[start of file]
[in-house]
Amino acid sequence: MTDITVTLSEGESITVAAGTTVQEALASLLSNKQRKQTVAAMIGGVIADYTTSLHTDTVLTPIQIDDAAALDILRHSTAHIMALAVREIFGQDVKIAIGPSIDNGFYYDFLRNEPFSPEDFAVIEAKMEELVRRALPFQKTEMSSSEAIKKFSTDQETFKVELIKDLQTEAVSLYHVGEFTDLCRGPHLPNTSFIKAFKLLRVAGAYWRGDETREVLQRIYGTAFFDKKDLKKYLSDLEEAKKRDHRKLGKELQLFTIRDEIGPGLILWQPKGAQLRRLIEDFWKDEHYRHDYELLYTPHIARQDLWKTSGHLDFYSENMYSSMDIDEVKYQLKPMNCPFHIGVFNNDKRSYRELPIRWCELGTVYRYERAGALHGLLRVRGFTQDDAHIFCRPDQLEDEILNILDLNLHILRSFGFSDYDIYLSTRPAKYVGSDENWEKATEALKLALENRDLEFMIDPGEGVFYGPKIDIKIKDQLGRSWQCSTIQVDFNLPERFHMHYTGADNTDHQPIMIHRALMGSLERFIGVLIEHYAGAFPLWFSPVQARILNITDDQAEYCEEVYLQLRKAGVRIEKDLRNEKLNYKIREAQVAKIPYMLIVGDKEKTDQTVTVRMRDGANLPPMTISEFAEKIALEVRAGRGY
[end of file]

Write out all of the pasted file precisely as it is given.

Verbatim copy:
[in-house]
Amino acid sequence: MTDITVTLSEGESITVAAGTTVQEALASLLSNKQRKQTVAAMIGGVIADYTTSLHTDTVLTPIQIDDAAALDILRHSTAHIMALAVREIFGQDVKIAIGPSIDNGFYYDFLRNEPFSPEDFAVIEAKMEELVRRALPFQKTEMSSSEAIKKFSTDQETFKVELIKDLQTEAVSLYHVGEFTDLCRGPHLPNTSFIKAFKLLRVAGAYWRGDETREVLQRIYGTAFFDKKDLKKYLSDLEEAKKRDHRKLGKELQLFTIRDEIGPGLILWQPKGAQLRRLIEDFWKDEHYRHDYELLYTPHIARQDLWKTSGHLDFYSENMYSSMDIDEVKYQLKPMNCPFHIGVFNNDKRSYRELPIRWCELGTVYRYERAGALHGLLRVRGFTQDDAHIFCRPDQLEDEILNILDLNLHILRSFGFSDYDIYLSTRPAKYVGSDENWEKATEALKLALENRDLEFMIDPGEGVFYGPKIDIKIKDQLGRSWQCSTIQVDFNLPERFHMHYTGADNTDHQPIMIHRALMGSLERFIGVLIEHYAGAFPLWFSPVQARILNITDDQAEYCEEVYLQLRKAGVRIEKDLRNEKLNYKIREAQVAKIPYMLIVGDKEKTDQTVTVRMRDGANLPPMTISEFAEKIALEVRAGRGY